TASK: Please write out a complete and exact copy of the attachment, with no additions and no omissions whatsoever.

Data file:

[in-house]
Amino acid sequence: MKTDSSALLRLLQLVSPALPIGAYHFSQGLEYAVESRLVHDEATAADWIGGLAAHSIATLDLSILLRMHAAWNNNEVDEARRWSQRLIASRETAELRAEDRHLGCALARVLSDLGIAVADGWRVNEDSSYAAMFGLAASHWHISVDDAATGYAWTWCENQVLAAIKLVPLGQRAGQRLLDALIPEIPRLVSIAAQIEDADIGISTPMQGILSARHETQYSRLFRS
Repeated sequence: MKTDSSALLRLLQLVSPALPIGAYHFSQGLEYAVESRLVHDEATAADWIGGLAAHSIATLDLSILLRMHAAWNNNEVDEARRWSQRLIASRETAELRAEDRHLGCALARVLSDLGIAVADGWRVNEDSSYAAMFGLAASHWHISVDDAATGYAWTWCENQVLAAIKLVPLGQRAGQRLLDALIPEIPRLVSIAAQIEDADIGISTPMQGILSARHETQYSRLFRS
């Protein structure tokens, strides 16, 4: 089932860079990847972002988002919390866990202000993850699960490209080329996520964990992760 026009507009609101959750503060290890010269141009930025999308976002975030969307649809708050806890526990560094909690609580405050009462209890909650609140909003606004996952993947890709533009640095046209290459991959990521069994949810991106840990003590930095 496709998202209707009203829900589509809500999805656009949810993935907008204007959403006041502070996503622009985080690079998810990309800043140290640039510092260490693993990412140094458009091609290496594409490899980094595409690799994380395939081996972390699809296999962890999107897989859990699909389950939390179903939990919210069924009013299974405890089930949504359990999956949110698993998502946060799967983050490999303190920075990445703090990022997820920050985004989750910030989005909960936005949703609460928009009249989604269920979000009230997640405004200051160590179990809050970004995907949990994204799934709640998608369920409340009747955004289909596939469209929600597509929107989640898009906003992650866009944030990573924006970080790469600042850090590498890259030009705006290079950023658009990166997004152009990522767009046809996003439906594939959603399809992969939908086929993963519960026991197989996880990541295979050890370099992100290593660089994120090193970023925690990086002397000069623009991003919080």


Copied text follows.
[in-house]
Amino acid sequence: MKTDSSALLRLLQLVSPALPIGAYHFSQGLEYAVESRLVHDEATAADWIGGLAAHSIATLDLSILLRMHAAWNNNEVDEARRWSQRLIASRETAELRAEDRHLGCALARVLSDLGIAVADGWRVNEDSSYAAMFGLAASHWHISVDDAATGYAWTWCENQVLAAIKLVPLGQRAGQRLLDALIPEIPRLVSIAAQIEDADIGISTPMQGILSARHETQYSRLFRS
Repeated sequence: MKTDSSALLRLLQLVSPALPIGAYHFSQGLEYAVESRLVHDEATAADWIGGLAAHSIATLDLSILLRMHAAWNNNEVDEARRWSQRLIASRETAELRAEDRHLGCALARVLSDLGIAVADGWRVNEDSSYAAMFGLAASHWHISVDDAATGYAWTWCENQVLAAIKLVPLGQRAGQRLLDALIPEIPRLVSIAAQIEDADIGISTPMQGILSARHETQYSRLFRS
């Protein structure tokens, strides 16, 4: 089932860079990847972002988002919390866990202000993850699960490209080329996520964990992760 026009507009609101959750503060290890010269141009930025999308976002975030969307649809708050806890526990560094909690609580405050009462209890909650609140909003606004996952993947890709533009640095046209290459991959990521069994949810991106840990003590930095 496709998202209707009203829900589509809500999805656009949810993935907008204007959403006041502070996503622009985080690079998810990309800043140290640039510092260490693993990412140094458009091609290496594409490899980094595409690799994380395939081996972390699809296999962890999107897989859990699909389950939390179903939990919210069924009013299974405890089930949504359990999956949110698993998502946060799967983050490999303190920075990445703090990022997820920050985004989750910030989005909960936005949703609460928009009249989604269920979000009230997640405004200051160590179990809050970004995907949990994204799934709640998608369920409340009747955004289909596939469209929600597509929107989640898009906003992650866009944030990573924006970080790469600042850090590498890259030009705006290079950023658009990166997004152009990522767009046809996003439906594939959603399809992969939908086929993963519960026991197989996880990541295979050890370099992100290593660089994120090193970023925690990086002397000069623009991003919080």